Out West, the initial report said there were no survivors. Tollner’s wife heard that while she was playing cards with the wives of other Cal Poly players.
The next day, Madden returned to the Cal Poly campus to console friends and families. He played there in 1957-58 before going to coach at Hancock Junior College. Over time, stories spread that he was on the plane, and that the crash triggered his aversion to flying.
“Neither one is true,” he said. “I didn’t like getting on planes before that. I got claustrophobic, and it got worse over the years.”
Cal Poly canceled its final three games of the season. Shaken by the crash, Bowling Green decided to avoid air travel and instead took a train to its next road game — a 2½-day ride to play Texas Western in El Paso.
After the crash, the Arctic-Pacific company lost its certificate and the FAA reviewed its procedure on takeoffs under certain conditions of poor visibility.
Five wives in the Cal Poly family lost their husbands and nine children lost their fathers. Many of the survivors spent months in Toledo hospitals and left with burns and crippling injuries.
By the following spring, a game was in the works. Pulitzer Prize winner Jim Murray of the Los Angeles Times endorsed it in his column:
“On Thanksgiving morning this year in the Coliseum, a ’Mercy Bowl’ benefit game will be played to help San Luis Obispo write off its obligations to the tragedy victims, the children they left behind them, and the survivors.
“My feeling is, it is not only their obligation. It is the obligation of all of us interested in athletics. I can think of no better way to give thanks on that day that we are here and healthy, than to contribute to those who are alone with only memories on that day.”
Bowling Green was picked to play because of its association with the crash. Fresno State College earned its spot by winning the California Collegiate Athletic Association — among the teams the Bulldogs beat was Cal Poly, which decided to continue its program in 1961 with 10 crash survivors on its team and went 5-3.
A day before the Nov. 23 game, JFK wired a telegram to the president of the Fresno State student body.
“Your efforts to aid survivors and families of victims are most commendable and merit support. Heartiest congratulations to the Mercy Bowl game and best wishes to the participating schools,” it said.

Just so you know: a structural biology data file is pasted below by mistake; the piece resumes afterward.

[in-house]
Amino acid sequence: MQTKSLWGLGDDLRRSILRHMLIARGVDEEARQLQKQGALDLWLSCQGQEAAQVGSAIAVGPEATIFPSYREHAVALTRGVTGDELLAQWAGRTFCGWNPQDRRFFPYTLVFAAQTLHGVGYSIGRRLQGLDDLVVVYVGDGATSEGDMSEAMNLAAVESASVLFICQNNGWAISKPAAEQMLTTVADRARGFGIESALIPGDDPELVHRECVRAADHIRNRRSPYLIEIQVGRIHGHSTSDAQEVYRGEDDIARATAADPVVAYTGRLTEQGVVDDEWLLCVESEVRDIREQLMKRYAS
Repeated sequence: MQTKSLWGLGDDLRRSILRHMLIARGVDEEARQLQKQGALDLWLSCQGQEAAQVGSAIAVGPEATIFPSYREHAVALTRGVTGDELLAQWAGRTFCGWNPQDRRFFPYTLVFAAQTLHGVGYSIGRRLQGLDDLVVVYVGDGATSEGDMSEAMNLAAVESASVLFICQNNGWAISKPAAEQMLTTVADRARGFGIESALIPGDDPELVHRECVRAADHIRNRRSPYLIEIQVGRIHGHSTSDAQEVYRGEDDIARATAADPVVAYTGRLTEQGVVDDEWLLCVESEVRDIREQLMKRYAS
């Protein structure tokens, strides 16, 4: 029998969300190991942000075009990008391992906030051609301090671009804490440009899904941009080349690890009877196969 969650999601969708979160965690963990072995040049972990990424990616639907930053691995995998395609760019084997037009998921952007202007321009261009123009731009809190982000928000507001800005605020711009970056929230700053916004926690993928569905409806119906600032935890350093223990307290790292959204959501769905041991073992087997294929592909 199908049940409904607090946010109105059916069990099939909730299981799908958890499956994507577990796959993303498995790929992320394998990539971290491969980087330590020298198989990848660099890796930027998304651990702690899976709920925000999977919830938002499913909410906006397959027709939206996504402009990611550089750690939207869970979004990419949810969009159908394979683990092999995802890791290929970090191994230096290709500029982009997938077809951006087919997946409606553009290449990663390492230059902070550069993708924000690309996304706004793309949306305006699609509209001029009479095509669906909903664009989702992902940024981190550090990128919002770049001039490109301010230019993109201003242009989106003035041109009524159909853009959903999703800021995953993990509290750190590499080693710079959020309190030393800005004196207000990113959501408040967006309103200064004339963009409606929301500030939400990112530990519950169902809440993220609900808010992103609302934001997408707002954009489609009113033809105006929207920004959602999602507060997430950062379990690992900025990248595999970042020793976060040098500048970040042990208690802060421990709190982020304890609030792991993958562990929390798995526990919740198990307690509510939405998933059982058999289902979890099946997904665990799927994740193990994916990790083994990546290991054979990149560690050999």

While a 26-station radio network broadcast the game and asked for donations, Beau Carter threw two touchdown passes and ran for two scores. Fresno State won with a unique strategy, sending in 11 new players midway through each quarter — substitution rules at the time stated that once a player exited, he couldn’t return until the next quarter.
Years afterward, Tollner visited a Fresno State team reunion.
“He told us how much it meant to them,” Carter said. “I think it really hit us later, when it was all over. I still live here in the Fresno area, a lot of us do. I still run into people who tell me they were at the game and how much it meant.”
The nation grieved for those hurt, killed and affected by the Boston Marathon bombings. After one of the suspects was caught on Friday — following a day-long lockdown and manhunt — sports returned to Boston over the weekend.
“There are so many bowls now, I have trouble keeping track of all of them, and I’m in the business. I’ve been lucky and gotten to coach at a lot of bowl games. Head coach at a Rose Bowl win,” he said. “But I don’t think any of them were any more meaningful than the Mercy Bowl.”
All the proceeds went to the memorial fund, providing $278,000 to those affected. In 2006, Tollner spoke at the dedication of Mustang Memorial Plaza on the Cal Poly campus, honoring those killed.
In 1971, there was a hastily arranged Mercy Bowl II, with Cal State Fullerton beating Fresno State 17-14 in Anaheim. The game was a benefit for the children of three Cal State Fullerton assistant coaches and a pilot killed in a plane crash a month earlier.
“You know, it wouldn’t be a bad idea to play a game like that again,” Madden said. “Hold a bowl game for a cause. There are a lot of good ones. I’d like to see that.”
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